WATCH: Melania Whines About Being ‘The Most Bullied Person On The World’

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To say that the Trumps have attracted a lot of scrutiny would be an understatement. In the midst of that, though, First Lady Melania Trump unveiled a push against cyberbullying termed “Be Best”, and during her first interview since assuming her present position, the topic came up.

She’s faced criticism for bringing forward the idea in the past; after all, she’s married to the man who has made cyberbullying on Twitter synonymous with the office of the U.S. presidency. She’s stuck on through that criticism, though, and speaking with ABC’s Tom Llamas, she offered an explanation as to why, claiming to be one of the most bullied people in the world — no joke.

Llamas posed the question:

‘What is it about social media, because I remember you talking about this during the campaign? What happened to you personally or what did you see personally that you thought you wanted to tackle this issue?’

If you were expecting the First Lady to respond with a kindhearted diatribe about, say, wanting to counter and balance some of the weight of her husband’s administration, you’d have been let down.

She replied:

‘I could say I’m the most bullied person on the world.’

Seemingly incredulous, Llamas shot back:

‘You think you’re the most bullied person in the world?’

Trump remained firm in her position, maintaining:

‘[I’m] one of them, if you really see what people are saying about me.’

It’s true that individuals on the internet can often turn repugnant and nasty, and such individuals have trained their sights on the First Lady at times. To say, however, that she’s among the, if not the most bullied person in the world on a planet — and even in a country — where individuals are harassed and have their lives incessantly and tangibly threatened just because of the color of their skin is a travesty.

Her husband has helped grow the environment in which an elderly Mexican man can be beaten with a brick, offering up rhetoric left and right about the (non-existent) threat that many millions of non-whites pose to the United States. Yet, just like him, she’s most concerned with what people are saying about her online, because sure, THAT’s the most important issue here. (It’s not.)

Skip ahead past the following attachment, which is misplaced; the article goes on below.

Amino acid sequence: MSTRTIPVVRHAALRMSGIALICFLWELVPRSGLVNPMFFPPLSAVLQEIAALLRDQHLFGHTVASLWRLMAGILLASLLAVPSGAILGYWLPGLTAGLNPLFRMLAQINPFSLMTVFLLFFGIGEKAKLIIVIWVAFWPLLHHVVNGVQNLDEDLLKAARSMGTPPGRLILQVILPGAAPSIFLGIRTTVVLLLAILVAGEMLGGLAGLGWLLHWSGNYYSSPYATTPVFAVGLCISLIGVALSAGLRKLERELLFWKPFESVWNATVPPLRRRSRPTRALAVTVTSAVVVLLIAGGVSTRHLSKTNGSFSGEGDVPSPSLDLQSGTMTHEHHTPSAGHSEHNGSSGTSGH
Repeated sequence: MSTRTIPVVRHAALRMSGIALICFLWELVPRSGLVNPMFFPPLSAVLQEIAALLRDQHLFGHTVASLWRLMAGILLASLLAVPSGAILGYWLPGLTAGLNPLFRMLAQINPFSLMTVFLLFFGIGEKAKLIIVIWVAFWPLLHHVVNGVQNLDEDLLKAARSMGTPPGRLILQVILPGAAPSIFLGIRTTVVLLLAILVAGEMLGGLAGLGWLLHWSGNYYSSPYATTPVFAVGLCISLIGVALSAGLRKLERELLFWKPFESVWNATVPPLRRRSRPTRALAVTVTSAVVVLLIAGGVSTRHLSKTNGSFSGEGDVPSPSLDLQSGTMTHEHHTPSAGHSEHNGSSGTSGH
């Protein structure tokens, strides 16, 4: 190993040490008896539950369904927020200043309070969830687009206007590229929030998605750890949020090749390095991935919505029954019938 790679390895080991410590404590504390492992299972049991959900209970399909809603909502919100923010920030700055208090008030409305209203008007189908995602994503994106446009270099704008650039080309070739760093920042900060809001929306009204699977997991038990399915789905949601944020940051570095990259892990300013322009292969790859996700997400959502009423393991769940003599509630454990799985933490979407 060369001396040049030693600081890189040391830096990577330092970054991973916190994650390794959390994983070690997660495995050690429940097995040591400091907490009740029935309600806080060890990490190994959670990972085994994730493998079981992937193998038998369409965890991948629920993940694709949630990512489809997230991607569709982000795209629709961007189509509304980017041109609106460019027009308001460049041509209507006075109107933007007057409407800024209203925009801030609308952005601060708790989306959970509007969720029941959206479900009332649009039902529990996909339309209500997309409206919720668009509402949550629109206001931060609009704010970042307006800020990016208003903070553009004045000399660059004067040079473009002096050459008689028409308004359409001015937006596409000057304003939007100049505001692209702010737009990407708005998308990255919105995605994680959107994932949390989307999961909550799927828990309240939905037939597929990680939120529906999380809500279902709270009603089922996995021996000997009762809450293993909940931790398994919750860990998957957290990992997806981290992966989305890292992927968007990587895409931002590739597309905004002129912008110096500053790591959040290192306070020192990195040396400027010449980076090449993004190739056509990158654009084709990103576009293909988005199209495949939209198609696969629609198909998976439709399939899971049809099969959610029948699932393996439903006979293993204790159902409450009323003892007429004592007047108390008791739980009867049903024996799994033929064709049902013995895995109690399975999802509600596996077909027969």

After the above exchange, Llamas pressed on, pivoting the discussion to other facets of Melania’s “Be Best” initiative.

He asked:

‘You’re an adult, you say you’re strong — have you thought about what would this to do a child? To my son? To other children?’

Melania replied by explaining:

‘That’s why my “Be Best” infinitive is focusing on social media and online behavior. We need to educate the children of social emotional behavior, so when they grow up, they know how to deal with those issues. That’s very important. Also with opioid abuse — we have a big crisis in the United States.’

It’s true — more people die from opioid overdoses every year in the United States than gun violence. It’s also true that in theory and on paper, Melania’s “Be Best” initiative is meant to address that too. Although the program has resulted in little tangible, she promoted it during a recent trip to Africa — whatever that means, in the long run.

Featured Image via YouTube screenshot

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